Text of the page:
The group is made up of local and international economic and policy experts. Government officials say they already have an “effective working relationship” with local businesses in reviving the local economy.
However Fletcher Melvin, chairman of the Private Sector Taskforce, said they would have liked to be part of the think tank.
“But that is not our choice, that’s up to government to decide,” he said. “It would have been beneficial for both parties to be part of the think tank.
“We have the right people within our sector who qualify to be part of the Virtual Think Tank.”
Financial secretary Garth Henderson said there were a lot of people who wanted to be in the group, but they had limited time to develop the second phase of the economic response plan.
They have been working with the Chamber of Commerce regularly and that relationship was more effective.
“With the Virtual Think Tank, the focus is very constrained at this point in time,” he said. “We are focusing on the second phase of the economic response plan and conversations around diversification and other broader areas aren’t taking place yet. This work is not a sprint, but a marathon.”
Fletcher Melvin said they were meeting once a week with the team from the Ministry of Finance and Economic Management on the way forward.
They were putting together a substantial piece of work that would represent the views of the private sector and would be discussing this with the government in the near future.
Tina Browne, the leader of the Democratic Party Opposition, said the think tank should include people with local business experience, knowledge and deep understanding of how things work here.
“It just makes sense to also use our people here who have enormous local business experience and have been instrumental in building our country’s economy,” she said.
“To me, they have a wealth of knowledge and experience that would be very valuable in shaping a future plan for our country as the world enters a ‘new normal’.”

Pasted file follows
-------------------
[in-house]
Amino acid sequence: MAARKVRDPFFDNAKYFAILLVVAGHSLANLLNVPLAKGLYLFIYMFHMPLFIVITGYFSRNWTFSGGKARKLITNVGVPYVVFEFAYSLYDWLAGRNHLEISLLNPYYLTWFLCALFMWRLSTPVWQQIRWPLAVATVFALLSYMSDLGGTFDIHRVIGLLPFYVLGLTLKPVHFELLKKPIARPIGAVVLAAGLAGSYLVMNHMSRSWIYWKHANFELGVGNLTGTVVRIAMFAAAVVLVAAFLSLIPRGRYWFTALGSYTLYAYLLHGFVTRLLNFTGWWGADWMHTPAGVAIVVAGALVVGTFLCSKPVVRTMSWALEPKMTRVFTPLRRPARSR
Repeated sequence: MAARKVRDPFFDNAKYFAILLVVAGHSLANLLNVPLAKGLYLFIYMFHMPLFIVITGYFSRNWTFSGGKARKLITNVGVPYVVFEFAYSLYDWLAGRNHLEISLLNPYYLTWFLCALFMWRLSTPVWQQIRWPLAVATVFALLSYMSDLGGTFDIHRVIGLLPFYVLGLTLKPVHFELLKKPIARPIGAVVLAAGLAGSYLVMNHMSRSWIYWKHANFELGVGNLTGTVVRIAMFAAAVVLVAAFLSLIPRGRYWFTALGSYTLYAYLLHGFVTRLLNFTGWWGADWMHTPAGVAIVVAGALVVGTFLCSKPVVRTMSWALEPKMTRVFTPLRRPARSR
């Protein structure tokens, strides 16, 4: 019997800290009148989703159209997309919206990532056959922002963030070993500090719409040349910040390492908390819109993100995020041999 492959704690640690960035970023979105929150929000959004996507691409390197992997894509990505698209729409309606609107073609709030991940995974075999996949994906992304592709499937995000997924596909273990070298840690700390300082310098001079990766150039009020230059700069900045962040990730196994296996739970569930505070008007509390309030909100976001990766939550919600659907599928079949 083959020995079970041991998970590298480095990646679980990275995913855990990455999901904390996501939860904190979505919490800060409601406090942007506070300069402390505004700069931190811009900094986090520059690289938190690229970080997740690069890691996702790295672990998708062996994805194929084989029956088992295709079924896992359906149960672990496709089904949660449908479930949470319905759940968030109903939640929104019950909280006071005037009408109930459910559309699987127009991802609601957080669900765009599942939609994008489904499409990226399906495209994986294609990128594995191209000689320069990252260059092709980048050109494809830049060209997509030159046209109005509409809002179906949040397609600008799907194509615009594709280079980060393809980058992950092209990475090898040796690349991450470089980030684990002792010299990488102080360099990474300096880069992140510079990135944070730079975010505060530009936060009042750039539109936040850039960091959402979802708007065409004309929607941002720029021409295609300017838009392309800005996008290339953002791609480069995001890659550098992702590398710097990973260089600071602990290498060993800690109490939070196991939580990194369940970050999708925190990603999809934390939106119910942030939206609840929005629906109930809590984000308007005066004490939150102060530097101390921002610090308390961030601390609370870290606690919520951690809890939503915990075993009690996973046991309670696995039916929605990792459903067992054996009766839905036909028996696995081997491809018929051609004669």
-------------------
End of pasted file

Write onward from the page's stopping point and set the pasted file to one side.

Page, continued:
Henderson said the Virtual Think Tank would provide both a sounding board and expert second opinion to ensure that the economic response plan will meet its objectives effectively and efficiently.
The think tank comprises a technical team, local review team and international review team.
The technical team include government workers led by the director of economic planning Natalie Cook, Ian Hayes, Tristan Metcalf and Lafala Turepu.
They will review of performance of existing response plan measures, research, design, costing and financing of new measures, in consultation with government line ministries and the private sector as required.
The local review team will include local budget and financial technical specialists, such as the chair of the Budget Support Group Karla Eggelton, Cheryl McCarthy from the Financial Supervisory Commission and Karo Ngatoko from Foreign Affairs and Immigration.
The international review team include the likes of Professor Matthew Harding, an experienced economist with the Australian Department of Foreign Affairs and Trade and Caren Rangi, Cook Islands Investment Corporation board member.
The other members are Dr Oleksiy Ivaschenko, previously from the World Bank in Washington DC; Alex Shahryar-Davies, unit manager of New Zealand’s governance and economics team; and France-based Peter Tierney.
The local and international review team will provide specialist advice, both on the application of the plan in the local context, and using broader international economic and policy expertise to guide the structure and content.
The team will act as a sense check and feedback on the measures and costs being considered by the technical team.
Henderson said additional members may be included from time to time. There would be no payments made to the international experts for their service, he said.